In "Hamlet", does Hamlet really love Ophelia?

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mrs-campbell eNotes educator| Certified Educator

Even Hamlet himself, in the course of the play, contradicts himself on this matter.  When Ophelia speaks to him early on, to give him his love tokens back, he tells her, "I loved you not"(III.i.120) right after telling her that "I loved you once" (III.i.116).  From this we can gather that he did love her at one time, but is claiming to not love her now.  It is hard to know whether to believe him though, since he potentially knows that her father, and the king and queen are listening in on this conversation.  The entire thing could be staged for their benefit, to throw them off.  After this he rants and raves about the fickle nature of women, and tells Ophelia to get to a nunnery; possibly an indirect hit at Hamlet's mother.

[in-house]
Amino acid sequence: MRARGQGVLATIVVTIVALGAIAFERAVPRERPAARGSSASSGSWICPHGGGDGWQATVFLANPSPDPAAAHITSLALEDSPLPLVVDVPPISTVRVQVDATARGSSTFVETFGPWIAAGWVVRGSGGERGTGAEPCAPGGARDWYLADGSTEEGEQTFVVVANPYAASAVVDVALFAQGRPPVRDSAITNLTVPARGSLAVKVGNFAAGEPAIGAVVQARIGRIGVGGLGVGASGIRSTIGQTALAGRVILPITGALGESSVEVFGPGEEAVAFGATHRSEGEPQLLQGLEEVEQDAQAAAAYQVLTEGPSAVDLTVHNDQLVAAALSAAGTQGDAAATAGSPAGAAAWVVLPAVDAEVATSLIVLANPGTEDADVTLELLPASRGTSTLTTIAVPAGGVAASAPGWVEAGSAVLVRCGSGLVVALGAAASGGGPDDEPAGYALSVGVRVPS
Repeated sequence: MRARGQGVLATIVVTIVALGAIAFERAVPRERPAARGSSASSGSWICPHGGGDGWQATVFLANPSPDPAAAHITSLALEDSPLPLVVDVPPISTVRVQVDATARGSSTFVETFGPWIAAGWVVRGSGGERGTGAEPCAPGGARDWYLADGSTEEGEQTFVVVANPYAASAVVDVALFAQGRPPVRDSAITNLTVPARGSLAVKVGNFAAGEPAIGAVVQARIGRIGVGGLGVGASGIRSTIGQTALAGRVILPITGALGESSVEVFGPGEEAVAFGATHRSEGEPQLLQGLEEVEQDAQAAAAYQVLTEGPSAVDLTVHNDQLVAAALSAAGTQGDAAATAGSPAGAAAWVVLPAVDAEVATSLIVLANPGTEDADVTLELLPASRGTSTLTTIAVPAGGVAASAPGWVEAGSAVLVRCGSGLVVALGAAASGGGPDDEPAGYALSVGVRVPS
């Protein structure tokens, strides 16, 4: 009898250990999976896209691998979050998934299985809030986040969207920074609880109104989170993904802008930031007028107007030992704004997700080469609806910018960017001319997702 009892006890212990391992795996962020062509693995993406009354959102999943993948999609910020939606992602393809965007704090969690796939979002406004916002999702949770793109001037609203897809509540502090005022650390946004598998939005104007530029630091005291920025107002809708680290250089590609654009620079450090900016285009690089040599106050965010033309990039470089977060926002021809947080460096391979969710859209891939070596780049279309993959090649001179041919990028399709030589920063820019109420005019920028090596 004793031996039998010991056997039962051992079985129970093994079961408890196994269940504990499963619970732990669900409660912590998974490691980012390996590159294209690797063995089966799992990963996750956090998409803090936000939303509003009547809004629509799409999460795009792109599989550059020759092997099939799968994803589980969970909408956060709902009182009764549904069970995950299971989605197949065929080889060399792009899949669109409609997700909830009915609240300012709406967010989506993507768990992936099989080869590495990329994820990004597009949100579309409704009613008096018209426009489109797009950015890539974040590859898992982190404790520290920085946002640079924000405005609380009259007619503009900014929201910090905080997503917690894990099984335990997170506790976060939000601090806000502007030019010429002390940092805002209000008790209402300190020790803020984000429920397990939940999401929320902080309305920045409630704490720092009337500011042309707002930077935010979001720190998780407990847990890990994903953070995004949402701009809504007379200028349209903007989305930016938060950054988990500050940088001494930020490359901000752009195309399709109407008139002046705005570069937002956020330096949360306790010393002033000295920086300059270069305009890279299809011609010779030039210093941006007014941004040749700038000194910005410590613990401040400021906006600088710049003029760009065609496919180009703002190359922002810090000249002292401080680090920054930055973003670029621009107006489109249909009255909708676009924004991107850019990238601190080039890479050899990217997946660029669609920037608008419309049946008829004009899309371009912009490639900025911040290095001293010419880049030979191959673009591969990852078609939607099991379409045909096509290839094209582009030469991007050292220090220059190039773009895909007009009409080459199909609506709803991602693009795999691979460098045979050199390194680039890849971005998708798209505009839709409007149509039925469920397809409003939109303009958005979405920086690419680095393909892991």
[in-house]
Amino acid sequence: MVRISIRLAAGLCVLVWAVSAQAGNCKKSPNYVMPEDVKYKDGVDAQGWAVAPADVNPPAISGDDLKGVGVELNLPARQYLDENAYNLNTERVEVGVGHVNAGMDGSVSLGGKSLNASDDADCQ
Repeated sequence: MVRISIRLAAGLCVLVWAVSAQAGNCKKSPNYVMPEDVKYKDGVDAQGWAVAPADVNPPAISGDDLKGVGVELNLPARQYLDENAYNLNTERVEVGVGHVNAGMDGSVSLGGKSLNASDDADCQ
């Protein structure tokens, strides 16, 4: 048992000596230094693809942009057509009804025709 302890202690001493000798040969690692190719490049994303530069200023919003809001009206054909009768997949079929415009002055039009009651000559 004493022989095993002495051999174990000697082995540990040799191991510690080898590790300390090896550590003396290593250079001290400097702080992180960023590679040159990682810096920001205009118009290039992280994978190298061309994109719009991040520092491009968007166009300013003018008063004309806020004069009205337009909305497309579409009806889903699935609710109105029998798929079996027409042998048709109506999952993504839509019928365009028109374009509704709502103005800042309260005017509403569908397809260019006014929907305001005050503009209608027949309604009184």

Later, at Ophelia's grave, Hamlet declares, "I loved Ophelia:  forty thousand brothers could not, with all their quantity of love, make up my sum" (V.i.292-4).  Here he claims to love her 40 times more than her brother does.  I tend to believe him more here; he is reacting freshly to her unexpected death.  Which makes it all the more tragic that he so harshly rejected her, contributing to her road to madness and death.